Where is dental research taking us?

In lab tests, researchers at the University of Illinois found that Lipton black-tea extract inhibits the growth of bacteria associated with periodontal disease.

In lab tests, researchers at the University of Illinois found that Lipton black-tea extract inhibits the growth of bacteria associated with periodontal disease.

What direction is dental research taking? The summaries that follow will give you a quick look at this information. They are taken from research abstracts published in Perio Reports, Volume 13, No. 3. These papers were presented at the 2001 American Association for Dental Research meeting, and they can be found in the Journal of Dental Research, Volume 80, Special Issue, January 2001.

Pain and discomfort after surgery
Canadian researchers found private practice patients experienced substantial interference with daily routines, altered eating, interrupted sleep, swelling, pain, bruising and sensitivity during the first seven days after periodontal surgery. Matthews, D.; Hanscom, S., No. 292.

Collagen instead of grafts
Researchers at the University of Michigan used injectable collagen rather than tissue grafts to correct gingival depressions. During the first two weeks postop, patients who had received the injectable collagen reported significantly less pain, discomfort, or alteration in quality of life than patients who underwent traditional grafting procedures. Patient satisfaction may influence future treatment selection. Kukuk, M., Inglehart, M., Sarment, D., No. 300.

Black tea
In lab tests, researchers at the University of Illinois found that Lipton® black-tea extract inhibits growth of bacteria associated with periodontal disease. Wei, G., We, D., No. 304.

Breathsavers™ for bad breath
Zinc salts inhibit bacterial growth and bind to oral volatile sulfur compounds (VSC). Breathsavers™ contain Neeutrazin™, and zinc gluconate. When used by people with 12-hour plaque accumulation, VSC reductions of up to 75 percent were reported. Scheinbach, S.; Wei, G.; Wu, C.; Aji,K.; D'Amelia, R; No. 351.

Chlorhexidine wax
Researchers at the University of Michigan painted a 1 percent chlorhexidine wax on the occlusal surfaces of primary molars to prevent transfer of strep mutans to erupting permanent molars. This approach may be a simple means of shifting the oral micro flora toward a more favorable balance during eruption of permanent molars. Alaki, S., et al, No. 352.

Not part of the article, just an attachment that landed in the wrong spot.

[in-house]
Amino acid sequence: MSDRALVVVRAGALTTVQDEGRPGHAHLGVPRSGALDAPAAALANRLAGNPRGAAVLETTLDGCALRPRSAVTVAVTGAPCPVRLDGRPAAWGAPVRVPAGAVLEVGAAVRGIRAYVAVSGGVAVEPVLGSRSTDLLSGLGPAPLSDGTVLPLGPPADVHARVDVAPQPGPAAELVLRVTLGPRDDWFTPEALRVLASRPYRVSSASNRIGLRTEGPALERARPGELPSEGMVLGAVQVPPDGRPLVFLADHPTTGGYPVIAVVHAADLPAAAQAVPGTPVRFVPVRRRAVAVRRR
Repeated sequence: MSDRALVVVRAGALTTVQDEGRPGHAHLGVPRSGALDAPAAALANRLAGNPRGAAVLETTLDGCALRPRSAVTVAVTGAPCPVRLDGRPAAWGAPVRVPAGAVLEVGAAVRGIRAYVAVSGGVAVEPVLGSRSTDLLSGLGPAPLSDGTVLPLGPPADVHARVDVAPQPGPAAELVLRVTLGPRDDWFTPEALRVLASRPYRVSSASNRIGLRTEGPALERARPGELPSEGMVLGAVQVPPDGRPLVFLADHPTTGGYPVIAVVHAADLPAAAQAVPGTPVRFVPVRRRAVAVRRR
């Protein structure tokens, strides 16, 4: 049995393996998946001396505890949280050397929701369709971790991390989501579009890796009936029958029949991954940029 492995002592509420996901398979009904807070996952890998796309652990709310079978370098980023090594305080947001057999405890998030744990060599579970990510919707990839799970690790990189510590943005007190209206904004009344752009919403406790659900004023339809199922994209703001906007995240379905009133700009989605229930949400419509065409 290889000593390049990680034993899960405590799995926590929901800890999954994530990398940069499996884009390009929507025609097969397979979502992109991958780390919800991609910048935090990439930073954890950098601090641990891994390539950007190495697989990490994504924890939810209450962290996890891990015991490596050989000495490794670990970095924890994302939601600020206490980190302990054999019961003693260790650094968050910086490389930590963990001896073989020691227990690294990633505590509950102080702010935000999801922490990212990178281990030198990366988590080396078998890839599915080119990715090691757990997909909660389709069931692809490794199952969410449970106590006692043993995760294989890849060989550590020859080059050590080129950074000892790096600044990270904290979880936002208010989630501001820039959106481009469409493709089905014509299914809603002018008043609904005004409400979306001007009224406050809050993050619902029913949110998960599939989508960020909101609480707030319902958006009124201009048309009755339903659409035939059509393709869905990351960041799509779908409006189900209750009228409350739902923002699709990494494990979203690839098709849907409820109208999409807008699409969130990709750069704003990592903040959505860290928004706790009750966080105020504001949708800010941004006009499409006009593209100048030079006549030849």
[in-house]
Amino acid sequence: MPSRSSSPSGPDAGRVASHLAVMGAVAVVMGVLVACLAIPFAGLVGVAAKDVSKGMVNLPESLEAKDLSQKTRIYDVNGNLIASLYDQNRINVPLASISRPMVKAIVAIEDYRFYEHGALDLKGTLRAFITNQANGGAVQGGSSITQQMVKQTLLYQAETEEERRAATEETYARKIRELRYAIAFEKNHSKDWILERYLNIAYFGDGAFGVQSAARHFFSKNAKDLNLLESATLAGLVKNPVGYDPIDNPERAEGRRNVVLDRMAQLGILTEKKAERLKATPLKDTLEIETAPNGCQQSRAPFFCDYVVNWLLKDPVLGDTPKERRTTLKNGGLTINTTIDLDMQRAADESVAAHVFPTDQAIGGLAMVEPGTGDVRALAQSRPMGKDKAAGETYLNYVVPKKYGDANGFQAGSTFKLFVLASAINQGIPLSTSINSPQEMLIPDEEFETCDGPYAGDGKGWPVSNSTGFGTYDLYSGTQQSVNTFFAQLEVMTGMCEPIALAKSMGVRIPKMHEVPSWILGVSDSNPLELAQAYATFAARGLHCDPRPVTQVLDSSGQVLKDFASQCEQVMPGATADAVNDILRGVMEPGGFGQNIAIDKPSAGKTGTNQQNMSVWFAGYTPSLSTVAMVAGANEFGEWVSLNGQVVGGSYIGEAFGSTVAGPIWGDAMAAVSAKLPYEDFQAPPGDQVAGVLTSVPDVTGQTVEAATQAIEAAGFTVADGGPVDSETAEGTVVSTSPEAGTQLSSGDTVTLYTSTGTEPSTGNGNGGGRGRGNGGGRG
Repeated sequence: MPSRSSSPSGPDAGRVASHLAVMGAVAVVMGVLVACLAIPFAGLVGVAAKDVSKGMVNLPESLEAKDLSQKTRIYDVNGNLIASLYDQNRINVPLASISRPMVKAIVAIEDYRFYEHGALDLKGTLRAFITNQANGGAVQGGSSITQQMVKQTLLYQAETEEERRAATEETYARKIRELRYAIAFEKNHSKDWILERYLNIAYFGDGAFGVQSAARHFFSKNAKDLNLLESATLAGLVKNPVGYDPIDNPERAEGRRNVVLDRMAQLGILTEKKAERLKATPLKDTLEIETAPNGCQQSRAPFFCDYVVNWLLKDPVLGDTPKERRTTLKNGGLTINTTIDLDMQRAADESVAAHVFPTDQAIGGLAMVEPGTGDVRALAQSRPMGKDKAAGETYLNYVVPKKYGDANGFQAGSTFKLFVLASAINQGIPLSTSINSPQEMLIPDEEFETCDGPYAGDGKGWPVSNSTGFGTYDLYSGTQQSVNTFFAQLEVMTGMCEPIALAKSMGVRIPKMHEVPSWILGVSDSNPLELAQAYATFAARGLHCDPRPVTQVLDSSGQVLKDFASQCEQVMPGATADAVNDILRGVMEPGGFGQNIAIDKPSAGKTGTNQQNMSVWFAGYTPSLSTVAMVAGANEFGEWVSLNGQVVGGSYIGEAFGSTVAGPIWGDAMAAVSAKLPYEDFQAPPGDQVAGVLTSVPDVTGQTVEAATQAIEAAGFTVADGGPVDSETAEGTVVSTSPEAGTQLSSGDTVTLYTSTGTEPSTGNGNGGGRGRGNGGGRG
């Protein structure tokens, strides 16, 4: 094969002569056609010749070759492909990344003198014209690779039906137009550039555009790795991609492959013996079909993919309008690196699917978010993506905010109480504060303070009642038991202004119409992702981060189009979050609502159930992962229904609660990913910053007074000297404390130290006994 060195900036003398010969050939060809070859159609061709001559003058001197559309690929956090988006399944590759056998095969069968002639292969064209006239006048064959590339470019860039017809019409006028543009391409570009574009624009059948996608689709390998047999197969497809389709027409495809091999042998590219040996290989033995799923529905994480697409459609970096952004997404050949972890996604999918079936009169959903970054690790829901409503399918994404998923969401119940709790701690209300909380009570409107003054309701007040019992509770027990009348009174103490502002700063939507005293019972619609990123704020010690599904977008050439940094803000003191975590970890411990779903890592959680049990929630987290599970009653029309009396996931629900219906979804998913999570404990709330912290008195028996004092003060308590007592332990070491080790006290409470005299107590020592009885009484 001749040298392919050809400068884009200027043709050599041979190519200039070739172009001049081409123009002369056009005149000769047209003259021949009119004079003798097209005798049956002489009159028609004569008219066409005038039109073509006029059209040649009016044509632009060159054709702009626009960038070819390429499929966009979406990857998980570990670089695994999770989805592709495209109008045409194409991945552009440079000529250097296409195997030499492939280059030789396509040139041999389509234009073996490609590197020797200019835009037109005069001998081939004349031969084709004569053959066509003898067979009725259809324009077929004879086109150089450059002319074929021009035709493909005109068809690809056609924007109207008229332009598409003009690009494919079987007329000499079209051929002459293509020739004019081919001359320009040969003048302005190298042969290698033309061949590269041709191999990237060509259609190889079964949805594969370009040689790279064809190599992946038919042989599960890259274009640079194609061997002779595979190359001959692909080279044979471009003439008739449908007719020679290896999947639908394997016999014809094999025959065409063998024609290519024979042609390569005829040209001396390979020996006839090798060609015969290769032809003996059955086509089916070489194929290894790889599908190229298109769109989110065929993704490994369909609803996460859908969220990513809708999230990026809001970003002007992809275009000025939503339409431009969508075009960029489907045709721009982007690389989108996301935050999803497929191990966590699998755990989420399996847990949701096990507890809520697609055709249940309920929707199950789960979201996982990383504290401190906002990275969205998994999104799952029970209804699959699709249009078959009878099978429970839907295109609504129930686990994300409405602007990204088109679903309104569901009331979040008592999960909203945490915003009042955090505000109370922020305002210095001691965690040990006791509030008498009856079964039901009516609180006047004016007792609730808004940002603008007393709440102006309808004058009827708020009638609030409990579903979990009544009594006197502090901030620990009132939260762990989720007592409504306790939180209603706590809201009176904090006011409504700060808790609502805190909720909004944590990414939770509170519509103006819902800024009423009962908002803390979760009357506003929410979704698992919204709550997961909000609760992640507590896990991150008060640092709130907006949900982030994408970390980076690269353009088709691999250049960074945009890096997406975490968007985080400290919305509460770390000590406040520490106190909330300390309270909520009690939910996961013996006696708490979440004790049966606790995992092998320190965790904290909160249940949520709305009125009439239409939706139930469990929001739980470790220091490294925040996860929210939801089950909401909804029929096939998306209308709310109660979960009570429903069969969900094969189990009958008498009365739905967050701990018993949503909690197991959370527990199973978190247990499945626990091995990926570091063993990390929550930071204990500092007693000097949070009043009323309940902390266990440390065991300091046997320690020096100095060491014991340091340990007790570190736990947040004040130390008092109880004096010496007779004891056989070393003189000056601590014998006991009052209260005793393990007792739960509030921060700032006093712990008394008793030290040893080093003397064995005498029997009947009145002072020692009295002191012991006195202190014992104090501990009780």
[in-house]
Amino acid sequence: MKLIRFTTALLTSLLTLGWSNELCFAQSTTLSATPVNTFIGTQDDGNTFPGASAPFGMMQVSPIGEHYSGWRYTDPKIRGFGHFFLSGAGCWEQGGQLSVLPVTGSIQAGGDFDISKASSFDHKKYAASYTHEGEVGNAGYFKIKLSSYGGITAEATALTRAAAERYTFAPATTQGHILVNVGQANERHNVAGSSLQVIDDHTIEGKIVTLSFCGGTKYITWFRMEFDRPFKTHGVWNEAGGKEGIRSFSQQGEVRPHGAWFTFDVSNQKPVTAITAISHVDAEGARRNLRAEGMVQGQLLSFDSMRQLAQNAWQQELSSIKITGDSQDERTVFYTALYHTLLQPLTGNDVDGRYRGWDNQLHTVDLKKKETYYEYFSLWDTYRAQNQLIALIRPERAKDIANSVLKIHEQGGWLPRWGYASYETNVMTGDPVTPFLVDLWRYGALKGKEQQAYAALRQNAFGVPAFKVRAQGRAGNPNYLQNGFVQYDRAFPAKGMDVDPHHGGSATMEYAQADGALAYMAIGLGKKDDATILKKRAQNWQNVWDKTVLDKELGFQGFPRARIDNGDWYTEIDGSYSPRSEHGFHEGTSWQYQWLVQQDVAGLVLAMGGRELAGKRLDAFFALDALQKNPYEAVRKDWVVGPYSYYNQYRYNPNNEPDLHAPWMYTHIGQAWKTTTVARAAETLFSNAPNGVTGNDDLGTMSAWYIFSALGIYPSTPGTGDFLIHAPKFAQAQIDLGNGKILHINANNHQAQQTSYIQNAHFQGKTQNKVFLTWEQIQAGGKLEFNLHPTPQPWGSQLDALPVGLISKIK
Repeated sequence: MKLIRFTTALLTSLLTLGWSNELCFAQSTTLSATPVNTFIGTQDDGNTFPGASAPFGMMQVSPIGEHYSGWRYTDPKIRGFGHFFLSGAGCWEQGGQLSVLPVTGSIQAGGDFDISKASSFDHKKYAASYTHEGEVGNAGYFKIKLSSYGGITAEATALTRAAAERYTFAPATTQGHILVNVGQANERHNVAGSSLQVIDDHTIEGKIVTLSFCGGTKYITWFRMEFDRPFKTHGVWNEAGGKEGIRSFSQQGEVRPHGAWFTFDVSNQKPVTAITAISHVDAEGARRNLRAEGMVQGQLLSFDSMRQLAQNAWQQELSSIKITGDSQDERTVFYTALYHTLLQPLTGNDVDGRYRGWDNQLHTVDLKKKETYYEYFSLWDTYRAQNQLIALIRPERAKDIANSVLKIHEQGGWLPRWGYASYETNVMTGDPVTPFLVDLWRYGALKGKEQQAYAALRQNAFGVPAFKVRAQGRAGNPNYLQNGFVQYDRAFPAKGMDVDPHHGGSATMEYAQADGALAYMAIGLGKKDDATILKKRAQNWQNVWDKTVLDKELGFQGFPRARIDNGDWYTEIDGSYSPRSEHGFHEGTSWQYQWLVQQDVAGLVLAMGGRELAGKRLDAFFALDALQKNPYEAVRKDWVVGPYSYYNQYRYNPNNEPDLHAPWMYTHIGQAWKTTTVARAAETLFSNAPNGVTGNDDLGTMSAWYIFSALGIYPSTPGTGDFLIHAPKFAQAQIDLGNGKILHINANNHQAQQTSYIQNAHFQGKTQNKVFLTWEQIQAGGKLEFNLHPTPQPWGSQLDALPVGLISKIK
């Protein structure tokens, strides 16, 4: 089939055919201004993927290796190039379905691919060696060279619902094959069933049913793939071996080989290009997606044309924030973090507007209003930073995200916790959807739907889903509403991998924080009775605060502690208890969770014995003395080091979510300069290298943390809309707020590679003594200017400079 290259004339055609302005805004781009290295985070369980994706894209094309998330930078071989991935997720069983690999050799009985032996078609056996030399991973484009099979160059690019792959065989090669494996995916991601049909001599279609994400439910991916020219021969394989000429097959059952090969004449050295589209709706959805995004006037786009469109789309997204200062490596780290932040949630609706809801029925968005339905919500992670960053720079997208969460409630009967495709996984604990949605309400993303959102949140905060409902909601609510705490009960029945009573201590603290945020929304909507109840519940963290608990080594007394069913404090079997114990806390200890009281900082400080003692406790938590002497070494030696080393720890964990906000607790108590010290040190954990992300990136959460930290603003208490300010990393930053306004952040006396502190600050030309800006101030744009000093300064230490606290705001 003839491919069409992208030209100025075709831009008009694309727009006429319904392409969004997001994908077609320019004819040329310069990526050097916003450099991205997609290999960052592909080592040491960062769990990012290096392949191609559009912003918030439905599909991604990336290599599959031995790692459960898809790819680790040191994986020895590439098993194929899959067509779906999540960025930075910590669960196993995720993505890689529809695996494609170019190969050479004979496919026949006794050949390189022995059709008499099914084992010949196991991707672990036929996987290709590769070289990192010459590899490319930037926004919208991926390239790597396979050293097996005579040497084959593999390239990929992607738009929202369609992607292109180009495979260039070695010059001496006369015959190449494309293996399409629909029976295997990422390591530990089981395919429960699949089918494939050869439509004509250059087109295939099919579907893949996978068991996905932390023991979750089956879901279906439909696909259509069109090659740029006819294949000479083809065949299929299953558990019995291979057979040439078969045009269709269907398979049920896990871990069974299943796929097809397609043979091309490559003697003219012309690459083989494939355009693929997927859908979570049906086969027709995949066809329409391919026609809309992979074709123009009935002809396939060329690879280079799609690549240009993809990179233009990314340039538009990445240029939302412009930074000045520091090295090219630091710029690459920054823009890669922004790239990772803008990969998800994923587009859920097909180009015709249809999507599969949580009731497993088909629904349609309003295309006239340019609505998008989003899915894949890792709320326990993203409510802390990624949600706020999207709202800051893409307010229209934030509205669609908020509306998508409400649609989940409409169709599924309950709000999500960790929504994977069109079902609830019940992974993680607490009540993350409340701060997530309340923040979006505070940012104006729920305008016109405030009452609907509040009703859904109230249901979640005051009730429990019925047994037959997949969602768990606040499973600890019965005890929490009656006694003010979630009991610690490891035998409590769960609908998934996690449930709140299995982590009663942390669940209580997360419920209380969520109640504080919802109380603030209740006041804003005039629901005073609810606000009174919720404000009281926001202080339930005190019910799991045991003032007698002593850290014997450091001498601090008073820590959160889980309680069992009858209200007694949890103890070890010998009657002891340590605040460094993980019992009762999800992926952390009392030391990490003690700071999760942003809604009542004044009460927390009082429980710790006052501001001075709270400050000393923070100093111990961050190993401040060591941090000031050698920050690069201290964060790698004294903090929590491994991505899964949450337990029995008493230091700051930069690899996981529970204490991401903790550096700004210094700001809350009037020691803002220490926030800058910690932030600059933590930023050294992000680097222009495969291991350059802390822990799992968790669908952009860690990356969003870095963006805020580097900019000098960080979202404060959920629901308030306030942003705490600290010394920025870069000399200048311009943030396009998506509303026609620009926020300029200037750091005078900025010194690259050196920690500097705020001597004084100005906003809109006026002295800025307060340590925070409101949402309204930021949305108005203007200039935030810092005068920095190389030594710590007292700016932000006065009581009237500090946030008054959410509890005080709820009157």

Raspberry chlorhexidine
Flavors added to chlorhexidine can inhibit the bacterial activity. Researchers at the University of Iowa tested several flavors and found anhydrous raspberry the best choice as it allowed a 100 percent kill rate in lab tests. Research is continuing to develop raspberry chlorhexidine rinse and gel formulations. Sheppard, K., Marek, C., Olson, B., Drake, D., No. 357.

Carotid calcification
Panoramic radiographs can detect calcified carotid plaques. Researchers at the University of Louisville evaluated radiographs from 50 cancer patients and found 21 cases or 6.6 percent with carotid calcifications. Bone loss was analyzed in 14 people who still had their teeth. No association was found between carotid calcifications and bone loss. Beckstrom, B., et al., No. 382.

Fibromyalgia and TMD
Researchers at the University of Minnesota found fibromyalgia a predictor for progression of TMD chronic pain. Those with fibromyalgia as baseline were 4.7 times more likely to have an increase in TMD pain levels after 18 months. Carlson, P., et al, No. 398.

Bristle tips
Researchers at the University of South Carolina evaluated power and manual bristle tips after one, seven, 40, 60, and 120 days of use. They found that, over time, all bristle tips became more rounded. By the end of the study, bristles were either rounded or flat with rounded edges. Gellin, R., et al, No. 499.